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The Performance of Privatised Enterprises in Developing Countries

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  • Paul Cook
  • Yuichiro Uchida
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    Abstract

    Privatisation has been advocated as the predominant way to solve the problems facing ailing public enterprises in developing countries. Despite this, the policy remains controversial. The available empirical evidence on the operational and financial performance of enterprises after privatisation has often painted a rosy picture. This paper reassesses the situation using a larger sample of enterprises and a comparative perspective between privatised utilities, non-utilities and private enterprises that have never been state owned. The results of our analysis point to there being differences in the performance across the three groups of enterprises and, in particular, to a deterioration in performance among privatised utilities. This suggests that the earlier optimism over the efficacy of privatisation may have been premature.

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    File URL: http://www.tandfonline.com/doi/abs/10.1080/00220380802264838
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    Bibliographic Info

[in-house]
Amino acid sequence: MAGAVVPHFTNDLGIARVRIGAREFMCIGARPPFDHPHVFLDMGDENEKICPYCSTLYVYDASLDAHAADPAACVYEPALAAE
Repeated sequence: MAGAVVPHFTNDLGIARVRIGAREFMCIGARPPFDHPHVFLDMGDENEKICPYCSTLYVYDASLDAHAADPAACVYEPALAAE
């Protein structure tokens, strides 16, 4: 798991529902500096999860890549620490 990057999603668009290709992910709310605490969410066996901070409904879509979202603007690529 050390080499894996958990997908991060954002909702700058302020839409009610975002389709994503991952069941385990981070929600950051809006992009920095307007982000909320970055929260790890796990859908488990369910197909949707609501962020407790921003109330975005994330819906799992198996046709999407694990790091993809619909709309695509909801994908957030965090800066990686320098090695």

Article provided by Taylor & Francis Journals in its journal Journal of Development Studies.

    Volume (Year): 44 (2008)
    Issue (Month): 9 ()
    Pages: 1342-1353

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    Handle: RePEc:taf:jdevst:v:44:y:2008:i:9:p:1342-1353

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    Cited by:
    1. Tan, Jeff, 2012. "The Pitfalls of Water Privatization: Failure and Reform in Malaysia," World Development, Elsevier, vol. 40(12), pages 2552-2563.
    2. Polterovich, Victor, 2012. "Приватизация и рациональная структура собственности (Privatizatsiya i ratsional’naya struktura sobstvennosti)
      [Privatization and the Rational Owners
      ," MPRA Paper 41069, University Library of Munich, Germany.
    3. Emita W. Astami & Greg Tower & Rusmin Rusmin & John Neilson, 2010. "The effect of privatisation on performance of state-owned-enterprises in Indonesia," Asian Review of Accounting, Emerald Group Publishing, vol. 18(1), pages 5-19, May.

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